Health and Wellness Expert provides his views on Fat Metabolism

We extend our deepest gratitude to Dr Kelkar for sharing his insights with us and taking out time to educate us about such an important topic. We are humbled by his extensive knowledge and detail about the subject. It has been a pleasure and an honour to be mentored by him.

Fat is one of the important energy source derived from foods. 1 g of fat gives us 9Kcal of energy. Most lipids found in the human body from ingesting food are triglycerides and cholesterol. More than 95% of dietary fat is long-chain triglycerides (complex fats). Most cells in our body can produce cholesterol on their own. Only a few cells need cholesterol supply. Cells need cholesterol to maintain its structure.

Now let us see how a complex molecule of Fat is Metabolized

Fats Metabolism I: Through Gastrointestinal Tract

Fats or Lipid metabolism is the synthesis and degradation of lipids in cells, involving the breakdown or storage of fats for energy.

Lipogenesis is the process of synthesizing fats. Lipids are hydrophobic molecules, they need to be solubilized before their metabolism begin. Lipid metabolism often begins with hydrolysis, which is the process of breaking the triglycerides (complex fat units) down into smaller monoglyceride (simple fat units) with the help of lipase enzymes.

When fat is ingested, the digestive system breaks it down into its component parts, i.e. Free fatty acids and monoglycerides. Digestion of fats begins in the mouth through chemical digestion by lingual lipase. Lipids then continue into the stomach where chemical digestion continues by gastric lipase and mechanical digestion begins.

The majority of lipid digestion and absorption occurs once the fats reach the small intestines. Chemicals from the pancreas are secreted into to the small intestines to help breakdown the triglycerides, along with further mechanical digestion, until they are individual fatty acid units able to be absorbed into the small intestine’s epithelial cells.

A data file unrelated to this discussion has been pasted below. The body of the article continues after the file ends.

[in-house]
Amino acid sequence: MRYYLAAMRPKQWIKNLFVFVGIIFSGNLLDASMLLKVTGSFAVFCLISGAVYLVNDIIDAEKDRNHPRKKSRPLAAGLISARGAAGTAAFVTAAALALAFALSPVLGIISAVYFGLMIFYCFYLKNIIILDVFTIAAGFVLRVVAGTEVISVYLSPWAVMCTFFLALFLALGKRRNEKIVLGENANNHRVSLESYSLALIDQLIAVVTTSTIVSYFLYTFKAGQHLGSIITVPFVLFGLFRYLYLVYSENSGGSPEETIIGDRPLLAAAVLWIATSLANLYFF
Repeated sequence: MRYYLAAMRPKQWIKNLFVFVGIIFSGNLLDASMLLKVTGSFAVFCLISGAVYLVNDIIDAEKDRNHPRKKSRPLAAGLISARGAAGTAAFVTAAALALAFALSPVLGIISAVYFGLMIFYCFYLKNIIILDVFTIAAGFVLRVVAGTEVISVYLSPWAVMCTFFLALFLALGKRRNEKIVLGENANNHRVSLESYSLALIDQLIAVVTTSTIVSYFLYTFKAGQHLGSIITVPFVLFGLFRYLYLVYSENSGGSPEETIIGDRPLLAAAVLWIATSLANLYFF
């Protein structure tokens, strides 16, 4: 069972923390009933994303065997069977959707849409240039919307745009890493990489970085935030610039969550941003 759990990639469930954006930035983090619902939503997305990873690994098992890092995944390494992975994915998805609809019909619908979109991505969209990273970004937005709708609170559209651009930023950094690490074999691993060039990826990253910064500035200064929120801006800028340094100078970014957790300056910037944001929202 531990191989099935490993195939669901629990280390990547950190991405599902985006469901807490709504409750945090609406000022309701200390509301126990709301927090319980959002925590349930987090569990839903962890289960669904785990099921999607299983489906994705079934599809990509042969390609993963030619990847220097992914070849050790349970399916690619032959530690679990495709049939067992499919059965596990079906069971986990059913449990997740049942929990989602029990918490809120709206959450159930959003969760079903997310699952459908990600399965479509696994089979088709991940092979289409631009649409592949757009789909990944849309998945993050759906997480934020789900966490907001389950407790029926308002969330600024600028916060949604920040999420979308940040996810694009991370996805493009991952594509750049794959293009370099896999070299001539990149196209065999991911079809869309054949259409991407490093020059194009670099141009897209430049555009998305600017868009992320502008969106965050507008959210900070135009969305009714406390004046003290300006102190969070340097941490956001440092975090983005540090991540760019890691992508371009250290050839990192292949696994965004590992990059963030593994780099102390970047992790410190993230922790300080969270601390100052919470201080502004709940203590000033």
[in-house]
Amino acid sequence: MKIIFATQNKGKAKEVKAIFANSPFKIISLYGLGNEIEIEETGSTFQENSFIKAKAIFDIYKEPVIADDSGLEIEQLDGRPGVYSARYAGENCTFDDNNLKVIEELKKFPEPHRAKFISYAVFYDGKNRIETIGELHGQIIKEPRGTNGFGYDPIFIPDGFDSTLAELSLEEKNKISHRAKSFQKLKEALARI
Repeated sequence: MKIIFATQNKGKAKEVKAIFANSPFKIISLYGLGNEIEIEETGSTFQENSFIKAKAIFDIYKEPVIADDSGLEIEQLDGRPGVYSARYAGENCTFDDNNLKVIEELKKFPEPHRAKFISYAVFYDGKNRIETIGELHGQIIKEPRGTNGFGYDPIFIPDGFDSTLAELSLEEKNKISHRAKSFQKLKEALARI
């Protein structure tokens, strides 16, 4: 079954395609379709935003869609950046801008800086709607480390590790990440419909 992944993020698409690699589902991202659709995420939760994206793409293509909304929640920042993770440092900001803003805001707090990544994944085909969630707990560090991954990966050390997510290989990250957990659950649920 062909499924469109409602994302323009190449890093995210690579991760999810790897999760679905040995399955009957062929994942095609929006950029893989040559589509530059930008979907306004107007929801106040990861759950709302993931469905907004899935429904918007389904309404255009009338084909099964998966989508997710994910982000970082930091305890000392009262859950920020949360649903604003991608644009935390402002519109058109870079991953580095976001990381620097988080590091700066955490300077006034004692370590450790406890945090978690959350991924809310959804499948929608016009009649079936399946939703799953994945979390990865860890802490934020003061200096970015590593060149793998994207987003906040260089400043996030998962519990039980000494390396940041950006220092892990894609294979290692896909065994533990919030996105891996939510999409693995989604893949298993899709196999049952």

Absorption is the second step after the hydrolysis. In this, the fatty acids are absorbed into the epithelial cells of the small intestinal wall. In the epithelial cells, fatty acids are packaged and transported to the rest of the body. Once the triglycerides are broken down into individual fatty acids and glycerol, along with cholesterol, they will aggregate into structures called micelles to enter the epithelial cells.

In the cytosol of epithelial cells, triglycerides and cholesterol are packaged into bigger particles called Chylomicrons. Chylomicrons are the transportation system for fats through which fats travel through the blood stream to enter adipose and other tissues in the body. Due to the hydrophobic nature of membrane lipids, triglycerides and cholesterols, they require special transport proteins known as lipoproteins. Chylomicrons are one sub-group of lipoproteins which carry the digested lipids from the small intestine to the rest of the body.


Fats Metabolism II: Through Liver

Hepatocytes (liver cells) are metabolic overachievers in the body. They play critical roles in synthesizing molecules that are utilized elsewhere to support homeostasis (balance in physiological processes), in converting molecules of one type to another, and in regulating energy balances.

The liver is extremely active in oxidizing triglycerides to producing energy. The liver breaks down many more fatty acids than the hepatocytes need and exports large quantities of acetoacetate into the blood where it can be picked up and readily metabolized by other tissues. A bulk of the lipoproteins are synthesized in the liver. The liver is the major site for converting excess carbohydrates and proteins into fatty acids and triglyceride, which are then exported and stored in adipose tissue.

The liver synthesizes large quantities of cholesterol and phospholipids. Some of this is packaged with lipoproteins and made available to the rest of the body. The excess is excreted in bile as cholesterol or after conversion to bile acids. The excess caloric intake overwhelms the liver’s ability to metabolize fat in a normal fashion, which results in fat accumulation in the liver

The accumulation of fat in the form of lipid droplets within the hepatocytes results in hepatic steatosis which, indeed is a hallmark of liver diseases such as non-alcoholic fatty liver disease, alcoholic fatty liver, acute fatty liver in pregnancy, and hepatitis C.

This is how the fats get metabolized in our body and are utilized for their various functions like padding around internal organs for shock absorption, insulating the body, maintaining body temperature, transporting fats soluble vitamins, maintaining and giving cells their structure and rigidity and finally energy to our body.

Minimum or lower amounts of fat is required by our body for its normal and healthy functions. The problem arises when it is in excess. The excess of fats does not get easily used up in the body, instead, it is stored in for a long time causing various dreadful diseases which damage the organs and many times these damages are irreversible. Hence, we should be very careful while choosing our diets. Choose a diet high in Protein and Low in carbs and fats.


Stay tuned for more amazing insights by Dr Kelkar. Over the next couple of weeks, Dr Kelkar is going to educate us on key ingredients of our diet and management of the same. I hope that you are as excited as we are to get the next article up and running.